As I mentioned, each of the subcommittees prepared comprehensive reports. I commend them to you and encourage you to review them and provide any comment to members of the subcommittees. Final reports to the full committee are expected at the next meeting this spring. The reports are available for your review at the Commission’s web site.

These discussions of standardization leap into relief following the attack of September 11 when it became crucial for all markets and their participants to communicate and cooperate on an unprecedented level. The importance of technology simply cannot be overstated.

In the aftermath of the September 11 attacks, there has been much discussion focused on what the industry needs to do to prepare itself for emergencies. Given the experience of the New York exchanges, we can say with certainty that there is no substitute for business continuity planning and disaster recovery planning – not to mention a hefty dose of hard work and goodwill. The New York exchanges would not have been able to get back on line as quickly as they did without careful planning beforehand and the work of extraordinarily dedicated staff afterwards. They deserve all the accolades they are receiving, and we can learn a great deal from their experience.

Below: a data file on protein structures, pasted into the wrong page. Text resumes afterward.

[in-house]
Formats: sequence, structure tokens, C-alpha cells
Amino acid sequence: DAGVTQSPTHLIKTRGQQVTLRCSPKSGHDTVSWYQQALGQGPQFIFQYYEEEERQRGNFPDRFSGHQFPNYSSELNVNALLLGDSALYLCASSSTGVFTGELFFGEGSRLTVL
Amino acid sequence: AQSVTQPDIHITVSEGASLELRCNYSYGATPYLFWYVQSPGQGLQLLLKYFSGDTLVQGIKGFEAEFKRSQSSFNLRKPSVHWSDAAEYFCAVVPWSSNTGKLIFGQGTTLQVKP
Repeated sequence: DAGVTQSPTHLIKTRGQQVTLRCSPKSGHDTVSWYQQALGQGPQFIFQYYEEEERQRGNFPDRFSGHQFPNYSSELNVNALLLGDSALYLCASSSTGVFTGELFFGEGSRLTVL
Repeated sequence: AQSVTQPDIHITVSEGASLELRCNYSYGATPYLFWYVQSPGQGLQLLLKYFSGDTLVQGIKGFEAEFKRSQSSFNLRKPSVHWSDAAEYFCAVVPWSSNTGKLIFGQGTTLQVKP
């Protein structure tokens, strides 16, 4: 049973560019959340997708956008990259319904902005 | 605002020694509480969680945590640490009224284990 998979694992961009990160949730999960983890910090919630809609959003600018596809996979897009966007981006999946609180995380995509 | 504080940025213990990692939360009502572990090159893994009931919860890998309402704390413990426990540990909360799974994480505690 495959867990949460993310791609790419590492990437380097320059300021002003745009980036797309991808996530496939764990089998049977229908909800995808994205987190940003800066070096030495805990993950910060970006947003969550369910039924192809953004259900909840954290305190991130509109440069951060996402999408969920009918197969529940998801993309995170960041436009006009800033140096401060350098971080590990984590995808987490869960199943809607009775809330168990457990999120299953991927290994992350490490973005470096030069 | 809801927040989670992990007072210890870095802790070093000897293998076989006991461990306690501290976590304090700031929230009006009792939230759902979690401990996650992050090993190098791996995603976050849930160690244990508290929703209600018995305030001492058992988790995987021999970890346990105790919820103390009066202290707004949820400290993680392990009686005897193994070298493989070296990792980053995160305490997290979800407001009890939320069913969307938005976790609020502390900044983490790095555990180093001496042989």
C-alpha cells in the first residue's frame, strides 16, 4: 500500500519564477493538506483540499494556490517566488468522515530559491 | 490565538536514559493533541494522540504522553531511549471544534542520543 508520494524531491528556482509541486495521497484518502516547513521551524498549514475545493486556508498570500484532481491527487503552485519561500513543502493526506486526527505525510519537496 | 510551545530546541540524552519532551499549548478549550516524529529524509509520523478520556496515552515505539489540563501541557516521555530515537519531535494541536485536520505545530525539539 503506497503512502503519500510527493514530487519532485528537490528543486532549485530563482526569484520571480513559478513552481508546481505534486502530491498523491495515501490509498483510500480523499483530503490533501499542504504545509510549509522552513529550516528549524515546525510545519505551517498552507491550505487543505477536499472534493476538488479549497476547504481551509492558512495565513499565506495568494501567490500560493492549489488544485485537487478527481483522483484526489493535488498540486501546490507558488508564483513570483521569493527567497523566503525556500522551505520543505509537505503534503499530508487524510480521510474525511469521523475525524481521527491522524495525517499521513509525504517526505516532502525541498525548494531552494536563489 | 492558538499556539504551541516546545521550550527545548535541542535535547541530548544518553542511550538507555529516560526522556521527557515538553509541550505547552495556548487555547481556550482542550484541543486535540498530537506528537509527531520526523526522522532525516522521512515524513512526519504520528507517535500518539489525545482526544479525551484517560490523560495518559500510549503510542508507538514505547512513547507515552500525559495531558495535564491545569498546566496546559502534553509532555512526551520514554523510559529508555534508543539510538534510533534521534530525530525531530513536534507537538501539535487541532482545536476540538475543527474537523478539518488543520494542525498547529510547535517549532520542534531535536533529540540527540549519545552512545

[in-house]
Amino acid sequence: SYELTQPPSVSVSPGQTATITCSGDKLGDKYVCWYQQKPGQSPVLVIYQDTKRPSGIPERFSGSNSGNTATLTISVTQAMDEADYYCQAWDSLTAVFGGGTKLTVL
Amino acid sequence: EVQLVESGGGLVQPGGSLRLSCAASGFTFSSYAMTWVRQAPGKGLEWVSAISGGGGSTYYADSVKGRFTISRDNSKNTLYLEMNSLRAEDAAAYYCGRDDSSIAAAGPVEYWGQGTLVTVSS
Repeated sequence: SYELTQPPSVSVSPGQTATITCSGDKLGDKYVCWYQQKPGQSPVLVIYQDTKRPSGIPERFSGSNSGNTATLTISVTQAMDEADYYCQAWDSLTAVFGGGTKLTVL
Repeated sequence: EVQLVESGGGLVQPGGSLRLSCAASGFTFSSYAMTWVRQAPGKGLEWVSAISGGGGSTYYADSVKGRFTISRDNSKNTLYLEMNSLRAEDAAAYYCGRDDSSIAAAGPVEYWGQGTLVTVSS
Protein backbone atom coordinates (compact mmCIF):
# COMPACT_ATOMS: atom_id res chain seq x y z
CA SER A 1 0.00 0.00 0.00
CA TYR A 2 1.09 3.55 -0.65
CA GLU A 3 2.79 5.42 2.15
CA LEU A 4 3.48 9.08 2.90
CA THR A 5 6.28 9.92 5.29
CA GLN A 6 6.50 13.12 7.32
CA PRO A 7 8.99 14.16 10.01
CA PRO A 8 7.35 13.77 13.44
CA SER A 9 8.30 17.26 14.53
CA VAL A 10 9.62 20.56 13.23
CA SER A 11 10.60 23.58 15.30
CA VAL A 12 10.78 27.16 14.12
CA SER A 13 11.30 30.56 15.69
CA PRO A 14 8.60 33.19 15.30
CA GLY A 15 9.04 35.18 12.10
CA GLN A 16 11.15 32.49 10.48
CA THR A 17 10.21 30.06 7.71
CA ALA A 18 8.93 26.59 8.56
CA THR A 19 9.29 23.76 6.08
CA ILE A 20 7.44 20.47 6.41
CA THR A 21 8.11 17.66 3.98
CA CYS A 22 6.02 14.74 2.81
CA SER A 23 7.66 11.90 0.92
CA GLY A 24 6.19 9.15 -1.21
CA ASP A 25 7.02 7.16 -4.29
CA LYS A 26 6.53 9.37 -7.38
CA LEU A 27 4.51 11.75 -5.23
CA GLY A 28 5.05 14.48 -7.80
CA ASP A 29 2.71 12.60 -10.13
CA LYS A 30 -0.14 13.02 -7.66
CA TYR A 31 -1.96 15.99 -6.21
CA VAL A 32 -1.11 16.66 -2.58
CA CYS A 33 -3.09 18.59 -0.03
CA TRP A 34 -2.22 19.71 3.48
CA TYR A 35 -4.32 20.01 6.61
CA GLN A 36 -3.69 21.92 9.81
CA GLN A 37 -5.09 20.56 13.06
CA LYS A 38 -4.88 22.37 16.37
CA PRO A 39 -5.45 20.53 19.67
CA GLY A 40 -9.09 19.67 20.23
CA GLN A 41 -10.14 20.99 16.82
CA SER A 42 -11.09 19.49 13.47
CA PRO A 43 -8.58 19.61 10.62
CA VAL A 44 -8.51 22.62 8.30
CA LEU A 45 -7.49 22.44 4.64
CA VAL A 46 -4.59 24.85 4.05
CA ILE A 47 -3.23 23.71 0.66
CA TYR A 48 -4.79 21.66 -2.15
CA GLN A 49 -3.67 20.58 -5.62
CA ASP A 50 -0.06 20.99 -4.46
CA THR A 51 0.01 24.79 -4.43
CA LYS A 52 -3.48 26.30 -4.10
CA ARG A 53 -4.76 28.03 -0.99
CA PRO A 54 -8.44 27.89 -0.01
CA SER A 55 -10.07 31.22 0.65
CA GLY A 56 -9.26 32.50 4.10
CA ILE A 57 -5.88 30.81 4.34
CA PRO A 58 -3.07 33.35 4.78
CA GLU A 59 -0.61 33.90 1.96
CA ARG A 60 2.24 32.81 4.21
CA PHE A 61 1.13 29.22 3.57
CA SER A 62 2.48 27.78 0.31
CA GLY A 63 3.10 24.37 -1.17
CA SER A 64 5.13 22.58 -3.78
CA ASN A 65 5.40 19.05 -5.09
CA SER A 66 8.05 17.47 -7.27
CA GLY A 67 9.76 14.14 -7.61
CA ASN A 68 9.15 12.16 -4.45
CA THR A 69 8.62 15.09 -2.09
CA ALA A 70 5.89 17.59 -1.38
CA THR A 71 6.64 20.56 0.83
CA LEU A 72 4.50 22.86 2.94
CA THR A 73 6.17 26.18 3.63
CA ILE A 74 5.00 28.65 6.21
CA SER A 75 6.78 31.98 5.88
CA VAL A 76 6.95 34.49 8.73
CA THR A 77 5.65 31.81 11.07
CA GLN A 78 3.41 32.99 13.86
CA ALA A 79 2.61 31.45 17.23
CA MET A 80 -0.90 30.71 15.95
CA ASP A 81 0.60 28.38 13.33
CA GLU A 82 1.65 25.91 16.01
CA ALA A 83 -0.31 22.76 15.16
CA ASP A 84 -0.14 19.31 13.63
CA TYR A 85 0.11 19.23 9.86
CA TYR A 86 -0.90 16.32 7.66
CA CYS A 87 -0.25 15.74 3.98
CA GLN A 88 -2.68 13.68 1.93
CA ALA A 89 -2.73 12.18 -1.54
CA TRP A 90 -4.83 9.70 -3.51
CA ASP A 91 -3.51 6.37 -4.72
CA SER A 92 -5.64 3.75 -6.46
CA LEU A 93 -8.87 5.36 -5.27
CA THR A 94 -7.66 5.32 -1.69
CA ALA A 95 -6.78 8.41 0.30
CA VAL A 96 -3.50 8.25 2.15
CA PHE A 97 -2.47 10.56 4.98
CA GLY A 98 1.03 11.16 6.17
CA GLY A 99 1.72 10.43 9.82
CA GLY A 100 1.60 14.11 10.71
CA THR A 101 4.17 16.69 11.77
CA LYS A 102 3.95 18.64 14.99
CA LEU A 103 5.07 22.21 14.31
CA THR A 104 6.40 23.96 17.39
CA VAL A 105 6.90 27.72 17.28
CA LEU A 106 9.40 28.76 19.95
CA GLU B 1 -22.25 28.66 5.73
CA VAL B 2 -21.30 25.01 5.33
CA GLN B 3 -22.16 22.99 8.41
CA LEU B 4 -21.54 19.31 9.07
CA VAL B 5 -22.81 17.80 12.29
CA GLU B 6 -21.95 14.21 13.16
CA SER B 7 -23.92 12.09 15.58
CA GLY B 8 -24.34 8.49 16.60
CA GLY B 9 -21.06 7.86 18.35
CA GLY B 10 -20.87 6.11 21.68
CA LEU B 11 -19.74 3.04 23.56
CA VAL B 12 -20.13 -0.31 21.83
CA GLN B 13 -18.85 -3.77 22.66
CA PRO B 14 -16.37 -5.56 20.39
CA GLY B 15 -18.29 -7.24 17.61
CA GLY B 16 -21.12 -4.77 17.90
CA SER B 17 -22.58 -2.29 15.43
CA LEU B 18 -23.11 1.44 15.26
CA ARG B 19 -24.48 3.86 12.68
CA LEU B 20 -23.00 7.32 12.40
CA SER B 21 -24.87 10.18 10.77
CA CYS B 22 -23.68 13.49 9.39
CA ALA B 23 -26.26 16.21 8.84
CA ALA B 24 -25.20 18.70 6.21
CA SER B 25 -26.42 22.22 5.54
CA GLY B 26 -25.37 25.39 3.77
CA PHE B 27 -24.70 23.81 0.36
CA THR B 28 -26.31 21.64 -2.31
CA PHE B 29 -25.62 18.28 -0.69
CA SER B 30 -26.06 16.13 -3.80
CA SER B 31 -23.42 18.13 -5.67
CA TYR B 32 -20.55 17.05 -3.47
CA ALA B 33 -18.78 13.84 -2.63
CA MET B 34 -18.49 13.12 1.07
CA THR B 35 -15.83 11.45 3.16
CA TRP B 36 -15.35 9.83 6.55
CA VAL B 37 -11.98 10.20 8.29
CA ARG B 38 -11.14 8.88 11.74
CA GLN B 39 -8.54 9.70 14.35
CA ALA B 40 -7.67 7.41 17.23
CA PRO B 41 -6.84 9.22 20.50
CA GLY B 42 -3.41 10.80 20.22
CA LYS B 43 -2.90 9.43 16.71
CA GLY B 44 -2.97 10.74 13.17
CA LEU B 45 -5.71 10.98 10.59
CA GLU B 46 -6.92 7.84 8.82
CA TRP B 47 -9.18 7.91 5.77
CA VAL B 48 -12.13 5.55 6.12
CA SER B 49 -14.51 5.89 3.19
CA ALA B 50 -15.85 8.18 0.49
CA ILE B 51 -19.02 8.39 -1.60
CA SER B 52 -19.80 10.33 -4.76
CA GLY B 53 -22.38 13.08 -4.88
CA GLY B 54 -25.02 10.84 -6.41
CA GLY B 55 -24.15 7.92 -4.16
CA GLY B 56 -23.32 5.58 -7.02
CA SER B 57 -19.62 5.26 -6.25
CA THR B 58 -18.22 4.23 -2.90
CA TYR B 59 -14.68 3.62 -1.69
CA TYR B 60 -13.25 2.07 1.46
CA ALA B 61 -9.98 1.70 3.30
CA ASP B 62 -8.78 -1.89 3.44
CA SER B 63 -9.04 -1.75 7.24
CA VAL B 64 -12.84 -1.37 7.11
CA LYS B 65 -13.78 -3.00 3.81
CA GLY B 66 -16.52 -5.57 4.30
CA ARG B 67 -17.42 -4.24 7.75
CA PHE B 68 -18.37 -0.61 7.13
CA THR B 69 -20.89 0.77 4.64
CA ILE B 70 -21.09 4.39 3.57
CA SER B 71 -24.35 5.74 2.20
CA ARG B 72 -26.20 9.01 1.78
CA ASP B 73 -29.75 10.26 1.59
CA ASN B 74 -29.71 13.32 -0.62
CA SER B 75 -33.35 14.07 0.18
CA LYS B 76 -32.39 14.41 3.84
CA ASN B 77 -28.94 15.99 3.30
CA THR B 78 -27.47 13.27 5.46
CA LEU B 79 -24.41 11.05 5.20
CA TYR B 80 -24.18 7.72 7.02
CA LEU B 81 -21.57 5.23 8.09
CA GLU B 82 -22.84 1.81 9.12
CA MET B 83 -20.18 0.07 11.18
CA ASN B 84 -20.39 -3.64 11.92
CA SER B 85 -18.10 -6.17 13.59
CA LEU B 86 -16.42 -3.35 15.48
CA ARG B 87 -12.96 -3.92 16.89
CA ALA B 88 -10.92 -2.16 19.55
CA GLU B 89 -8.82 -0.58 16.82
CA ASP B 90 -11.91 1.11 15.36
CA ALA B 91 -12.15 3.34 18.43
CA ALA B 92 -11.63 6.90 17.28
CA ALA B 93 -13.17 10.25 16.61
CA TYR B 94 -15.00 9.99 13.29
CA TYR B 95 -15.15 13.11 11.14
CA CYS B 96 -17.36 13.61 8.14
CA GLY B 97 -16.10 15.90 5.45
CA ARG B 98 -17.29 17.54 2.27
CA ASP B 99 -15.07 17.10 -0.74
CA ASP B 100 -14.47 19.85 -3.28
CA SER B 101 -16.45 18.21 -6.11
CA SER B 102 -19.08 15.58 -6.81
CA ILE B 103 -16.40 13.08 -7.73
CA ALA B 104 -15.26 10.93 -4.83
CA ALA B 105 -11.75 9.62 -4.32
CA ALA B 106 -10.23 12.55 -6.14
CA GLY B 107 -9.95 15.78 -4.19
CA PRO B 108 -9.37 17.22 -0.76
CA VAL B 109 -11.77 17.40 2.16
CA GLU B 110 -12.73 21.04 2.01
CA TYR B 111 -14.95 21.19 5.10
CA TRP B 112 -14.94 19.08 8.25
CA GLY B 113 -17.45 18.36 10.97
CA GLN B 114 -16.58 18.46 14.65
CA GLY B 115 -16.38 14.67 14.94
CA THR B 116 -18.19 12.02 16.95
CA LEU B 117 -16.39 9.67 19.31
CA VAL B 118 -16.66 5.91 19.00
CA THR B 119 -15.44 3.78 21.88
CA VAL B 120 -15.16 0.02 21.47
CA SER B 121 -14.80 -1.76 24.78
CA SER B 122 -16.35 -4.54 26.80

In the months before the September 11 attack, this industry – like others – viewed technology primarily as a means of maximizing productivity and profitability and reducing expenses. In the wake of September 11, technology is being viewed through the lens of what happened that day and the financial services industry as a whole is being asked to consider and weigh extraordinary investments in the electronic and physical architecture of financial markets. Where once we were focusing on streamlining, we are now talking about cloning and redundancy. From what I have seen at this year’s FIA Expo, the entrepreneurial spirit is alive and well in this industry, and I expect there will be a number of business solutions available to you to meet many of these new demands.